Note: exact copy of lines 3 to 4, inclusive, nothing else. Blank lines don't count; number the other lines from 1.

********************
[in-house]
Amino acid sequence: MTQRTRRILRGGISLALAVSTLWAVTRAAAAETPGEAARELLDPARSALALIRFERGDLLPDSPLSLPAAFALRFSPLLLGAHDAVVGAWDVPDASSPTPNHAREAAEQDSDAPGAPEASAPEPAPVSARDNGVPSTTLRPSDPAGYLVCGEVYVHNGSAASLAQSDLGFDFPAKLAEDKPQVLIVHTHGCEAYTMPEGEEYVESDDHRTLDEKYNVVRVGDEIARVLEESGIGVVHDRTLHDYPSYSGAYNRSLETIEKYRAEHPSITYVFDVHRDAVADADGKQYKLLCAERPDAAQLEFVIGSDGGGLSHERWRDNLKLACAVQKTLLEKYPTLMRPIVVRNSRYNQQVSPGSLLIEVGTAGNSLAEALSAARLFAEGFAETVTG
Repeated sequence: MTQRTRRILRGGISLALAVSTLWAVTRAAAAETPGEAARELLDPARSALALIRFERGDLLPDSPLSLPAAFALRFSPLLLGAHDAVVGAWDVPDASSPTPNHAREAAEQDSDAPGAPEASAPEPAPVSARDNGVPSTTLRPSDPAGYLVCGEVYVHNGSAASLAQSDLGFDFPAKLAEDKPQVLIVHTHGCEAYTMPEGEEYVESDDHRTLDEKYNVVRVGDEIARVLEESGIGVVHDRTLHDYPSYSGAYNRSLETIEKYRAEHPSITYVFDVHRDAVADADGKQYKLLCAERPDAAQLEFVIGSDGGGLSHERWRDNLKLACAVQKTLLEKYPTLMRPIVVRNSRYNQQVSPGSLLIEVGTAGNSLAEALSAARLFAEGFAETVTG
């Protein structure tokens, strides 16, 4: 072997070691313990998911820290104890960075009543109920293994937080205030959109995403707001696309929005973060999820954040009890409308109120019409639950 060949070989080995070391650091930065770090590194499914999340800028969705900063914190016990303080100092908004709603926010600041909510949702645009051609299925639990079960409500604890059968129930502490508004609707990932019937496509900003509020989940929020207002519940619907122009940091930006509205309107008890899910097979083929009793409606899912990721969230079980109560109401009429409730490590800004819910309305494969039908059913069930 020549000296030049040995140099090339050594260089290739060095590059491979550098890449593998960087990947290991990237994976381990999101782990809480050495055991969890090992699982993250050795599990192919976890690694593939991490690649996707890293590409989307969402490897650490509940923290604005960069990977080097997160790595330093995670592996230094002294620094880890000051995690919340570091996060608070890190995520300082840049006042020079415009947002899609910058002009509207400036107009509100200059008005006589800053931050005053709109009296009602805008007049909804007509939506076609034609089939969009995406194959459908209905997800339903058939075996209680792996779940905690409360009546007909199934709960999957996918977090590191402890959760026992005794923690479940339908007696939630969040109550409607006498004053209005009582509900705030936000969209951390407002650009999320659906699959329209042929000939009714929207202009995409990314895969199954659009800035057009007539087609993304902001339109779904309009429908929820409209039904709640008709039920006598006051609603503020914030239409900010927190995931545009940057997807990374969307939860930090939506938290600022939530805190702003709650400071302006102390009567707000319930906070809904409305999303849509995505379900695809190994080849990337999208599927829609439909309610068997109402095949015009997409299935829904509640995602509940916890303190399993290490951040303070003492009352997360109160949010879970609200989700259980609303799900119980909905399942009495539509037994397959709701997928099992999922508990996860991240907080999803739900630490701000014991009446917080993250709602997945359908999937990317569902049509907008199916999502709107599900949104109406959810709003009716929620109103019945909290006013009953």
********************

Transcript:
Repeated sequence: MTQRTRRILRGGISLALAVSTLWAVTRAAAAETPGEAARELLDPARSALALIRFERGDLLPDSPLSLPAAFALRFSPLLLGAHDAVVGAWDVPDASSPTPNHAREAAEQDSDAPGAPEASAPEPAPVSARDNGVPSTTLRPSDPAGYLVCGEVYVHNGSAASLAQSDLGFDFPAKLAEDKPQVLIVHTHGCEAYTMPEGEEYVESDDHRTLDEKYNVVRVGDEIARVLEESGIGVVHDRTLHDYPSYSGAYNRSLETIEKYRAEHPSITYVFDVHRDAVADADGKQYKLLCAERPDAAQLEFVIGSDGGGLSHERWRDNLKLACAVQKTLLEKYPTLMRPIVVRNSRYNQQVSPGSLLIEVGTAGNSLAEALSAARLFAEGFAETVTG
């Protein structure tokens, strides 16, 4: 072997070691313990998911820290104890960075009543109920293994937080205030959109995403707001696309929005973060999820954040009890409308109120019409639950 060949070989080995070391650091930065770090590194499914999340800028969705900063914190016990303080100092908004709603926010600041909510949702645009051609299925639990079960409500604890059968129930502490508004609707990932019937496509900003509020989940929020207002519940619907122009940091930006509205309107008890899910097979083929009793409606899912990721969230079980109560109401009429409730490590800004819910309305494969039908059913069930 020549000296030049040995140099090339050594260089290739060095590059491979550098890449593998960087990947290991990237994976381990999101782990809480050495055991969890090992699982993250050795599990192919976890690694593939991490690649996707890293590409989307969402490897650490509940923290604005960069990977080097997160790595330093995670592996230094002294620094880890000051995690919340570091996060608070890190995520300082840049006042020079415009947002899609910058002009509207400036107009509100200059008005006589800053931050005053709109009296009602805008007049909804007509939506076609034609089939969009995406194959459908209905997800339903058939075996209680792996779940905690409360009546007909199934709960999957996918977090590191402890959760026992005794923690479940339908007696939630969040109550409607006498004053209005009582509900705030936000969209951390407002650009999320659906699959329209042929000939009714929207202009995409990314895969199954659009800035057009007539087609993304902001339109779904309009429908929820409209039904709640008709039920006598006051609603503020914030239409900010927190995931545009940057997807990374969307939860930090939506938290600022939530805190702003709650400071302006102390009567707000319930906070809904409305999303849509995505379900695809190994080849990337999208599927829609439909309610068997109402095949015009997409299935829904509640995602509940916890303190399993290490951040303070003492009352997360109160949010879970609200989700259980609303799900119980909905399942009495539509037994397959709701997928099992999922508990996860991240907080999803739900630490701000014991009446917080993250709602997945359908999937990317569902049509907008199916999502709107599900949104109406959810709003009716929620109103019945909290006013009953």